Kampala is the capital of the country of Uganda. The Kampala Capital City Authority (KCCA), instituted and governed by the KCCA Act of 2010, is the governing body of the city of Kampala and administers the city on behalf of the central government subject to the noted Act. The city is divided into five urban divisions, being Central, Kawempe, Makindye, Lubaga and Nakawa. There are however several municipalities surrounding Kampala that depend on their proximity to Kampala as the economic hub of Uganda for their livelihood. In 2014, it is estimated that Kampala had around 1.8 million residents, with an additional estimated 3.5 million people entering the city for employment every day - most of them absorbed in informal sector employment.
The KCCA was instituted as part of broader institutional reform in Uganda. The KCCA oversees lower tiers of government: division urban councils, ward urban councils, village urban councils, and street committees. The structure of local government in Uganda depends on the urban/rural classification of the particular local government. In urban areas, there are city, municipal, division/town, ward and cell councils. In rural settings, local government comprises district councils, counties (which are administrative units without a council), sub-county councils, parish councils and village councils.
The fiscal expenditure responsibilities of the KCCA are outlined in Schedule 3 to the KCCA Act of 2010. Additional legislative provisions are also outlined by the Local Government Act of 1997 (as amended in 2010 and 2015). Management of municipal finances are regulated by the Public Finance Management Act of 1999 (as amended in 2010 and 2015).
The new KCCA structure has seen remarkable increases in own-source revenue since 2011. Transfers from national government (expected to persist around 60% of total revenue in the foreseeable future) are tightly controlled by the National Treasury. Claims by service providers, for example, are directly settled by the Treasury against grant amounts by directly paying the service provider rather than making cash transfers to the KCCA. International donor aid is widely used to support many significant projects, including for example projects to improve the overall infrastructure in Kampala City, which will among others deliver an updated cadaster.
Over the past few decades in Kampala, the urban extent and its population has been growing. Urban extent is the combined built-up area and open space associated with a city (not limited to its administrative boundary). From 1988 to 2015, the urban extent of Kampala has grown by over 34,000 hectares and the population in the urban extent has increased over 315%.
Population in the Urban Extent2
Expenditure Mandates Framework
A qualitative framework for analyzing the expenditure responsibilities that have been devolved to the city from higher levels of government is presented here. Expenditure responsibilities by function are the core indicators of this framework. This is intended to enable an analysis regarding the suitability of the city’s fiscal decentralization framework to generate the necessary resources to finance the city’s service and expenditure needs. For expanded information on these indicators and the role they play in city analysis generally in the context of this project, read our Data Governance, Methodology & Sources Document.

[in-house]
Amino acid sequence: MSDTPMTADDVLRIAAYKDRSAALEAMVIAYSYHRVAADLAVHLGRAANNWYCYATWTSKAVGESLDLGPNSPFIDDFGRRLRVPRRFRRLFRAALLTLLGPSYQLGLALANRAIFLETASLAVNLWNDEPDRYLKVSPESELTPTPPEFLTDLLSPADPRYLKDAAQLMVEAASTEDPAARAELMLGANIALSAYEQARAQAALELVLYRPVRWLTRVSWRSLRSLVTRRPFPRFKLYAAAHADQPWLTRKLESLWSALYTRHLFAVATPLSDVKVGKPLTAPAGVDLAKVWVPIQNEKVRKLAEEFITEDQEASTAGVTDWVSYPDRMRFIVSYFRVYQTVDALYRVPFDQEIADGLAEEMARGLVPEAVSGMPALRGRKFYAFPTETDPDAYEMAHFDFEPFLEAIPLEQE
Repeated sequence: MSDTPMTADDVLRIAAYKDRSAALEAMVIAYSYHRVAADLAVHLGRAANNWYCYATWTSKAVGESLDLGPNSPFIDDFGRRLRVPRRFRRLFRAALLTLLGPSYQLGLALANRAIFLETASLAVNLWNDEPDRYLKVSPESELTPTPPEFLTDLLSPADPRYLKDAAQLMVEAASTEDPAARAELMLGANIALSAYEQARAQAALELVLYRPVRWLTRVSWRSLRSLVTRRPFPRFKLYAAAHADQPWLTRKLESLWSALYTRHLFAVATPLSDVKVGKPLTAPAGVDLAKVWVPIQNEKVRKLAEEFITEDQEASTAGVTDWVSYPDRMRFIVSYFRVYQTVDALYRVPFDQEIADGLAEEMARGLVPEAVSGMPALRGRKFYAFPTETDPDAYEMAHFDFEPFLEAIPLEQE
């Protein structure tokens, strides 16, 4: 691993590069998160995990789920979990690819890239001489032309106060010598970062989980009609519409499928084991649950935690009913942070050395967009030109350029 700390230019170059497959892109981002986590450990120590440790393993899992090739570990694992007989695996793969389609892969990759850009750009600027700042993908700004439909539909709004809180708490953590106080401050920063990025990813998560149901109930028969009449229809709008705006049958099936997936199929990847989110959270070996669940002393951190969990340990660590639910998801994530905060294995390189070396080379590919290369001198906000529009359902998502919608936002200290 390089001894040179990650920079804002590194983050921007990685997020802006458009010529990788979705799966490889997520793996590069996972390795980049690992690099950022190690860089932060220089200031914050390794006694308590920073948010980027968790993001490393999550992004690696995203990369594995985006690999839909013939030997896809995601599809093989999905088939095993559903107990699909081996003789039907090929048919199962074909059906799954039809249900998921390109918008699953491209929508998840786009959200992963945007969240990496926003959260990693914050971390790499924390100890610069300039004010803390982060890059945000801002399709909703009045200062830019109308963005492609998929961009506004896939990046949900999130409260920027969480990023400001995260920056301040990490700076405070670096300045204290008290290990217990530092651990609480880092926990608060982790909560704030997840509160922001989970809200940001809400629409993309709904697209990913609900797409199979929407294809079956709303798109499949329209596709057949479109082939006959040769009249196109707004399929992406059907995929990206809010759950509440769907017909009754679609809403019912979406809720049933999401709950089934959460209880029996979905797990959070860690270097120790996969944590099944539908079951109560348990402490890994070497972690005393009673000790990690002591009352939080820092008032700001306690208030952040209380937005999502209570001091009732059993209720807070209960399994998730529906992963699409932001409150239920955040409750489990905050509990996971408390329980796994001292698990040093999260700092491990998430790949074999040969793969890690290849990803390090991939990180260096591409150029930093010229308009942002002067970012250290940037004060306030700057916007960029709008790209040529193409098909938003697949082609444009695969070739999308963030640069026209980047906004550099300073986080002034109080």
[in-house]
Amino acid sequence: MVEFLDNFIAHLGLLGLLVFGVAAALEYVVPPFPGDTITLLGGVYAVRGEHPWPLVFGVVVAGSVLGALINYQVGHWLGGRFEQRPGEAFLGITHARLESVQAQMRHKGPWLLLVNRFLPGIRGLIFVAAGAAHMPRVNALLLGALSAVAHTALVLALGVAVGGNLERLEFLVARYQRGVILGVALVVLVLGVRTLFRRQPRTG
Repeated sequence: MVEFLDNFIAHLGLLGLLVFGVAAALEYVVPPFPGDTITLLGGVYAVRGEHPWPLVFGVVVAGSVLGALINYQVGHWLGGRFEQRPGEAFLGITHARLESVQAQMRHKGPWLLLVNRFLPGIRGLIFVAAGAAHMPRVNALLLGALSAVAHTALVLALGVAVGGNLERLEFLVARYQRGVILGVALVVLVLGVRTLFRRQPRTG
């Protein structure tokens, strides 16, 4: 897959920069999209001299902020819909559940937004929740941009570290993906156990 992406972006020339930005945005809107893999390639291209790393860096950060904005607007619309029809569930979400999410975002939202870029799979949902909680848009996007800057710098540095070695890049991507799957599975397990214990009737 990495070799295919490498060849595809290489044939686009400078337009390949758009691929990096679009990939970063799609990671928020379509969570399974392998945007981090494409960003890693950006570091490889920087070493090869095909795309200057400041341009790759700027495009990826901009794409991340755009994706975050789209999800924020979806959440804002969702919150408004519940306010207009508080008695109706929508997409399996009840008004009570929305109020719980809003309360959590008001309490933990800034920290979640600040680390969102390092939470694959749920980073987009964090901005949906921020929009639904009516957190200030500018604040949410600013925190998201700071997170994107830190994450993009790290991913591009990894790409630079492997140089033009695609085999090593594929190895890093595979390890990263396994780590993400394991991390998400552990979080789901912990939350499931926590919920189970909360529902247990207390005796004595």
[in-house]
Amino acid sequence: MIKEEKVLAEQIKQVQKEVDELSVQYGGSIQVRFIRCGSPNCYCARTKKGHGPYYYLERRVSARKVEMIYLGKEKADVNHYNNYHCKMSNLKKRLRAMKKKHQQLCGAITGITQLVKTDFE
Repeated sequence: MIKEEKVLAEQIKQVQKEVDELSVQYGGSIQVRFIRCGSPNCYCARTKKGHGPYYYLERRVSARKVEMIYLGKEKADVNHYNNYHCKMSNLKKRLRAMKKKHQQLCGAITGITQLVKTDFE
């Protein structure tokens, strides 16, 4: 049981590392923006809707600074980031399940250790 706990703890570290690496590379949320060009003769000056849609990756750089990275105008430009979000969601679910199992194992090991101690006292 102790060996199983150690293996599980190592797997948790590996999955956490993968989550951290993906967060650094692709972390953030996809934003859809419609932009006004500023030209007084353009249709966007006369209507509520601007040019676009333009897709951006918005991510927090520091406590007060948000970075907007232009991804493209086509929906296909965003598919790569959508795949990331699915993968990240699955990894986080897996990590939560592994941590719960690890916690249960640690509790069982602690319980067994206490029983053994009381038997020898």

Revenue & Resource Mobilization Fiscal Framework
A qualitative framework for analyzing how cities facing the challenge of providing public goods, citizen services, and maintaining public infrastructure can raise and diversify revenues and capital to manage their obligations is presented here. Own-source revenues, intergovernmental transfers, borrowing authority, select indicators of land value capture, and others, are at the core of this framework. For expanded information on these indicators and the role they play in city analysis generally in the context of this project, read our Data Governance, Methodology & Sources Document.
Urbanization Indicators Framework
A framework for analyzing the changing spatial character of urbanization, for the city and its surrounding jurisdiction, are presented here. The focus is on the city’s geographic urban extent – meaning the characteristics that are present within the relatively contiguous built-up areas (and their open spaces) extending over the formal administrative boundaries of the city into areas one might associate with a metropolitan area. Population, density, and other indicators are at the core of this framework. For expanded information on the indicators in this diagram from the Atlas of Urban Expansion, read our Data Governance, Methodology & Sources Document.
Urban Spatial Structure Indicators
A selection of indicators that can support leaders planning for future urbanization are presented here. The indicators enable an analysis of urban sprawl, city compactness, land use fragmentation, and other aspects of urbanization. Additional indicators (land ownership patterns, land-use planning practice indicators, prices, key attributes of different types of residential plots, houses, and apartments, among others) are also part of the framework. For expanded information on these indicators and the other Urbanization and Urban Planning indicators that appear in this diagram from the Atlas of Urban Expansion, read our Data Governance, Methodology & Sources Document.